2 years 10 months ago
The Biggest Allergy Skin Testing Mistake: Re-Skin Testing
By: Dean C. Mitchell, MD, Board Certified Immunologist and author Allergy & Asthma Solutions
Allergy prick skin testing is considered the gold-standard for diagnosing immediate allergy to environmental and food allergies.
MRS Allergy is carefully training doctors all over the United States how to perform prick skin testing properly. In the past, allergy skin testing was mainly done by allergists and ENTs, but this has changed in recent years. Today, pediatricians, family physicians, related specialties (ophthalmology and dermatology) and even Urgent Care physicians are using this testing to specifically diagnose their patient’s allergic symptoms.
IgE vs. IgG
Allergy prick skin testing measures the allergen’s reaction to IgE on the patient’s skin cells. IgE is associated with immediate allergic reactions that are associated with airborne allergens such as: dust mites, animal dander, pollen and molds. It also involves the dangerous reactions regarding foods such as peanuts and shellfish. The allergy skin tests once applied will set off a histamine type reaction within 15 minutes that can be easily measured for the size of the induration(swelling- not the redness).
Patients that show a positive reaction to an allergy skin test reflect an IgE reaction, and if their clinical history matches up are diagnosed with clinical allergy. In the past, patients had a choice of taking daily antihistamines or receiving allergy injections to reduce their symptoms. Today, through MRS, patients also have a choice of using sublingual allergy drops to reduce and reverse their allergies. It’s important to note that antihistamines or topical nasal cortisone sprays(e.g. Flonase) don’t block the IgE response from the patient- and as a result do not give long-lasting protection. Allergen immunotherapy, whether by injections or sublingual drops can achieve immune protection that is lasting. How does that work?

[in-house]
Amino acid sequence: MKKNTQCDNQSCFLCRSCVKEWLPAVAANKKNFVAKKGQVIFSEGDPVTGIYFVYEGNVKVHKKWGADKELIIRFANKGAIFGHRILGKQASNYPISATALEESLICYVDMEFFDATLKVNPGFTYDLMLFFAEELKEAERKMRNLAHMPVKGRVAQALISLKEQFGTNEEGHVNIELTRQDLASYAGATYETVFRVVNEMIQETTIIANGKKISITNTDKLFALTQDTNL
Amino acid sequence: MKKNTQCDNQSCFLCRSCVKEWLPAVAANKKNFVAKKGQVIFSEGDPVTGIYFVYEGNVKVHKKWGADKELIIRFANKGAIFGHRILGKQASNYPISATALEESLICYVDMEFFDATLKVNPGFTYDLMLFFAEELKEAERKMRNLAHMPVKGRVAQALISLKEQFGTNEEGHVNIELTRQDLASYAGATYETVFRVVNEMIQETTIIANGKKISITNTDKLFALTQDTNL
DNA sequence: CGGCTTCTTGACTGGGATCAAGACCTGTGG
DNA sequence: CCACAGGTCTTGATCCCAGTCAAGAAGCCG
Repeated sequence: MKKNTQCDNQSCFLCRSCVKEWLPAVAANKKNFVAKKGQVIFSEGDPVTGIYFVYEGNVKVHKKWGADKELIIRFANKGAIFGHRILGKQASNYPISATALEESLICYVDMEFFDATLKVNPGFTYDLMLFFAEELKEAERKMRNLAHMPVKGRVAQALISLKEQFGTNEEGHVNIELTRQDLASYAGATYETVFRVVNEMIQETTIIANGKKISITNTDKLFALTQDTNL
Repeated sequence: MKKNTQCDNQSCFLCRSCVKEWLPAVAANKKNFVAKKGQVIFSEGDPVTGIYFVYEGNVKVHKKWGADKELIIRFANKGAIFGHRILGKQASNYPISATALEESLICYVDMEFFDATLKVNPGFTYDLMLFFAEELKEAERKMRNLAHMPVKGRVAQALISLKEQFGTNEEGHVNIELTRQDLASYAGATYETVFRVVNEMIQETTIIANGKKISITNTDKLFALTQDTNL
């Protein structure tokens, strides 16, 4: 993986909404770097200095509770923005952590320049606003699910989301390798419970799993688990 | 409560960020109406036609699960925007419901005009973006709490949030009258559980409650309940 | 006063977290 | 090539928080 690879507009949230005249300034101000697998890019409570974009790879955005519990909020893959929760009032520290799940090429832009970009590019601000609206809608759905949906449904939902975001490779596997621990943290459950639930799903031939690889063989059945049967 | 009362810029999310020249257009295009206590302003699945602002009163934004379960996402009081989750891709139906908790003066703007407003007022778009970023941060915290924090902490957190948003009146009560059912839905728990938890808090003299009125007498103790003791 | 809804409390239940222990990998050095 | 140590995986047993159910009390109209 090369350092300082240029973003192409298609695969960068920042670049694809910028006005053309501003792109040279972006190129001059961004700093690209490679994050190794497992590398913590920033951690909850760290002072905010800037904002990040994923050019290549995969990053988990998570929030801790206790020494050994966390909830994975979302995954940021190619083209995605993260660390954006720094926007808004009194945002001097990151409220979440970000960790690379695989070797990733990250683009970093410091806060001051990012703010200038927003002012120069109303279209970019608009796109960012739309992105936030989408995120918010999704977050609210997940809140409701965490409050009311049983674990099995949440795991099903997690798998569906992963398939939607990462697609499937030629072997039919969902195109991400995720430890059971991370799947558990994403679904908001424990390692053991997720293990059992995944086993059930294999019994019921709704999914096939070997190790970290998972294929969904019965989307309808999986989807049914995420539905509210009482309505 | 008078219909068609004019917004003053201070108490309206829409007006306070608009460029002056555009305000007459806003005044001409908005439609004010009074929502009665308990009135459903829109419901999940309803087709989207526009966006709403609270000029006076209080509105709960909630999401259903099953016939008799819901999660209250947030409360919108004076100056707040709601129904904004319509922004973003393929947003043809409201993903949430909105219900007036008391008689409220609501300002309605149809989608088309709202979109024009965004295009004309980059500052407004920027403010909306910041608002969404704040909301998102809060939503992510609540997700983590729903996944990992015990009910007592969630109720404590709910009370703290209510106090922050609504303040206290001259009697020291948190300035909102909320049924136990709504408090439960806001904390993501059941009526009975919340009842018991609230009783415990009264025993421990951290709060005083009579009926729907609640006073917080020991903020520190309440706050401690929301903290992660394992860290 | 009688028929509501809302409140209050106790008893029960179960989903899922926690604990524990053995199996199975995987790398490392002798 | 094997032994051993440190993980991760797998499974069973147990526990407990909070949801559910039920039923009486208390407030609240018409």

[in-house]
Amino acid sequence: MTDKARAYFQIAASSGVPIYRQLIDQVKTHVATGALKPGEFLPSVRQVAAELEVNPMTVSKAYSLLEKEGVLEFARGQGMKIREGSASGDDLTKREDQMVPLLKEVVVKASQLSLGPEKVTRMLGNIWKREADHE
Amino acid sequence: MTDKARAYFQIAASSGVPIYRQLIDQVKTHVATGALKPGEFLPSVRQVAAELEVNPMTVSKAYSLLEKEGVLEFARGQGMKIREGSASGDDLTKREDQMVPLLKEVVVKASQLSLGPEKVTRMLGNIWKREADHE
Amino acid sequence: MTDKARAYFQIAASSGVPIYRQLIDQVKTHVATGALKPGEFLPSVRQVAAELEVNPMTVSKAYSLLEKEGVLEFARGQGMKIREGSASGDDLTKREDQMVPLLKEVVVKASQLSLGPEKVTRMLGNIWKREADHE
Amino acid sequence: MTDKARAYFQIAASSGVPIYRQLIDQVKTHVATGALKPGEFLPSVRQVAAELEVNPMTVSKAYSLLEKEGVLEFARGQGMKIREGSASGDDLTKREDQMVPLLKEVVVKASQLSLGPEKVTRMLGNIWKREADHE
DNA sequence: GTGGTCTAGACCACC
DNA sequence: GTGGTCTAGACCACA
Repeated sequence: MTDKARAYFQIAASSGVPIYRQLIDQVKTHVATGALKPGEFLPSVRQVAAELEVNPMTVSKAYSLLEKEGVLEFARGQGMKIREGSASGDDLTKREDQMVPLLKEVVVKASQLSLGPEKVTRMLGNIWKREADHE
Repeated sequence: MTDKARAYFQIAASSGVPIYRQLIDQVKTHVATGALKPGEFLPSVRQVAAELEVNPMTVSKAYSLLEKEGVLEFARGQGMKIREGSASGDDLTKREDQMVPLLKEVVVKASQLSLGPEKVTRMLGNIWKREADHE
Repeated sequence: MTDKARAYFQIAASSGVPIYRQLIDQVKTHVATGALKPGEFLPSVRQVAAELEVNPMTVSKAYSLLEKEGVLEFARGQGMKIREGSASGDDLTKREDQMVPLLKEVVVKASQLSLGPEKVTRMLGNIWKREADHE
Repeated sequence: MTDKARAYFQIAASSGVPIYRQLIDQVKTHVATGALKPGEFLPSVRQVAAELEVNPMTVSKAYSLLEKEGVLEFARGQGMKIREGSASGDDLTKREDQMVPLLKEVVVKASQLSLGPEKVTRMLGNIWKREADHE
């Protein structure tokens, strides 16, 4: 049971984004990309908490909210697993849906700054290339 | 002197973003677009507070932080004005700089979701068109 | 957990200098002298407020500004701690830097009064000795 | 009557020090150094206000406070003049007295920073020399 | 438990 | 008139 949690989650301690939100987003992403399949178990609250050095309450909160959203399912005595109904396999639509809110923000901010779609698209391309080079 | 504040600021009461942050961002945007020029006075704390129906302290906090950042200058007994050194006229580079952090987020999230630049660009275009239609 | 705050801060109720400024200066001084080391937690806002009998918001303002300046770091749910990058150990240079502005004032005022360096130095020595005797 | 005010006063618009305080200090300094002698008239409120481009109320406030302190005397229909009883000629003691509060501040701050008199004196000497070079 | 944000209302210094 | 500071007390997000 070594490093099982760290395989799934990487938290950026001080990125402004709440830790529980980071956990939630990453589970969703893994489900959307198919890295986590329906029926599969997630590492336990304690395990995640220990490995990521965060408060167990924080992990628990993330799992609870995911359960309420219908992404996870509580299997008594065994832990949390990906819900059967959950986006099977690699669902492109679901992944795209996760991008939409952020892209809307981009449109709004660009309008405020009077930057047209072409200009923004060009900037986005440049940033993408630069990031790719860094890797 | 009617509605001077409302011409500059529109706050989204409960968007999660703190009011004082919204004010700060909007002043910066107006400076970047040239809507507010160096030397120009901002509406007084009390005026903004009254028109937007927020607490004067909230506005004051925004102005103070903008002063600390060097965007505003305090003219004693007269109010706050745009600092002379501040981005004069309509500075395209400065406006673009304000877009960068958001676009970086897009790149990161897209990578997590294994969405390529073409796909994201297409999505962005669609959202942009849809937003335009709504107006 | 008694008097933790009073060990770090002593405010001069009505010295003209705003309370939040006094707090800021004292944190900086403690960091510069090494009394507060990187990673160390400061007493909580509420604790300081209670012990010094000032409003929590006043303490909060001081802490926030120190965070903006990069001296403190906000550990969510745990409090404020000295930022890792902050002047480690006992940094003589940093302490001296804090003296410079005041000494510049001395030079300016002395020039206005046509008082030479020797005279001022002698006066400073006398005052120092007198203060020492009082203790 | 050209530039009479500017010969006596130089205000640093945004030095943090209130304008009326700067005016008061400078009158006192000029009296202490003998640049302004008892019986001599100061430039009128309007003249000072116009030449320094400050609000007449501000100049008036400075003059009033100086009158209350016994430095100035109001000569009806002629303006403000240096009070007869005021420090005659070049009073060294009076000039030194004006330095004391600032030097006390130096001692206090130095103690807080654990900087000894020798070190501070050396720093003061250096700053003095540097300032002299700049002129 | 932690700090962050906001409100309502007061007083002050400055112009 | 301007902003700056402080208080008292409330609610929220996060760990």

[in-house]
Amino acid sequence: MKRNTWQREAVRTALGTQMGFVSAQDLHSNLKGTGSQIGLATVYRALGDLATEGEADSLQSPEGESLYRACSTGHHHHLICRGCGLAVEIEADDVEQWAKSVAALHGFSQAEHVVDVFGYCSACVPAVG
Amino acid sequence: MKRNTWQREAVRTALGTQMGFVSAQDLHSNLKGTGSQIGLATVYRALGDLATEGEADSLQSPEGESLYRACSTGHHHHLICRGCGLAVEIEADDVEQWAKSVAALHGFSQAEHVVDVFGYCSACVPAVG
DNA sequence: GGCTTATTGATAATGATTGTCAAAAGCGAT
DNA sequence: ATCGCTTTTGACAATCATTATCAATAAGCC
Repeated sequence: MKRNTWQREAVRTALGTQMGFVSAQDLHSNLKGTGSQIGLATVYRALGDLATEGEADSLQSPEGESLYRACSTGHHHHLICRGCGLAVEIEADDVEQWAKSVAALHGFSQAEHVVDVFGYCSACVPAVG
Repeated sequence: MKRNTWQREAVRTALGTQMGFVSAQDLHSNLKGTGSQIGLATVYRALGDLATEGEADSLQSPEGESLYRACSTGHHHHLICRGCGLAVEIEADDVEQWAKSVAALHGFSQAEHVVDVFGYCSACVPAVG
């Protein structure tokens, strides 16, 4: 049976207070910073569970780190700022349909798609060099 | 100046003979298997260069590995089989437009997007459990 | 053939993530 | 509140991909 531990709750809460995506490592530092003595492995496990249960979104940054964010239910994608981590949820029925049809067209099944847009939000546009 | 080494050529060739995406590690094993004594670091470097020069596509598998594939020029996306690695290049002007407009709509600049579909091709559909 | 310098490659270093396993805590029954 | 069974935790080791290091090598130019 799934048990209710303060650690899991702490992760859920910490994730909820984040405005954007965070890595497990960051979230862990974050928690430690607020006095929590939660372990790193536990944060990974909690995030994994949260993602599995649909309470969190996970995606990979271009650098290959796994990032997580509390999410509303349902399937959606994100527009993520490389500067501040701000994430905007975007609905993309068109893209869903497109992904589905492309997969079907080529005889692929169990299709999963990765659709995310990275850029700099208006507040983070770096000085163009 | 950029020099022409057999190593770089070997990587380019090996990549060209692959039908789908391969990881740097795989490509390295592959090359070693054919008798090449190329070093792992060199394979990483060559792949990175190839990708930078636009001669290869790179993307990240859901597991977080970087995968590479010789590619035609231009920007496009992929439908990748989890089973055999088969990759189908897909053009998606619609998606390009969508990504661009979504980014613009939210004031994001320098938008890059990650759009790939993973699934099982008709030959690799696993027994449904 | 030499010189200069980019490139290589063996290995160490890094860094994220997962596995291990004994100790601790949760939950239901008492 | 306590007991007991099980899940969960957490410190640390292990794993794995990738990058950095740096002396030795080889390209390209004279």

Allergy immunotherapy is also referred to as desensitization- meaning the patient is given the actual allergen they are allergic to initially in small doses and that over a period of months is treated with stronger concentrations of the allergen. This is done until a patient reaches a maintenance dose of the allergen which provides immune protection.
The immunological mechanism by which this occurs is by the patient building up specific IgG antibodies to the allergen- which has been called the “blocking antibody” because scientific research supports this IgG antibody as the reason a patient doesn’t experience the allergic reaction anymore.
What happens to IgE during this time? Does it go down or disappear? Actually, no. The specific IgE that was recorded on the patient’s skin test doesn’t change very much, but it is blocked from causing an allergy by the increase in specific IgG. This is the reason why you should not re-skin test the patient. The allergy skin test done on a patient a year, or two or three years later will not change very much(because remember the IgE doesn’t decrease) even after allergy injections or drops; however, what we do see is that the patient is clinically better. How do we know that? They tell us of course, but for documentation purposes, it is highly recommended that your patients fill out the comprehensive Allergy Questionnaire at the beginning of treatment and then have them fill it out on an annual basis.
Below is a diagram showing the mechanism how allergen immunotherapy affects the key immune cells. This was shown in my book Dr. Dean Mitchell’s Allergy and Asthma Solution (DeCapo 2006) and reprinted from The Journal of Allergy and Clinical Immunology.
Conclusion: Remember, don’t make the mistake of performing Allergy re-skin testing on a patient you are following on allergen immunotherapy- it won’t change, or improve as you might suspect. Instead, use your Allergy Questionnaires and try to simply explain to the patient if they are clinically better they have developed blocking antibodies.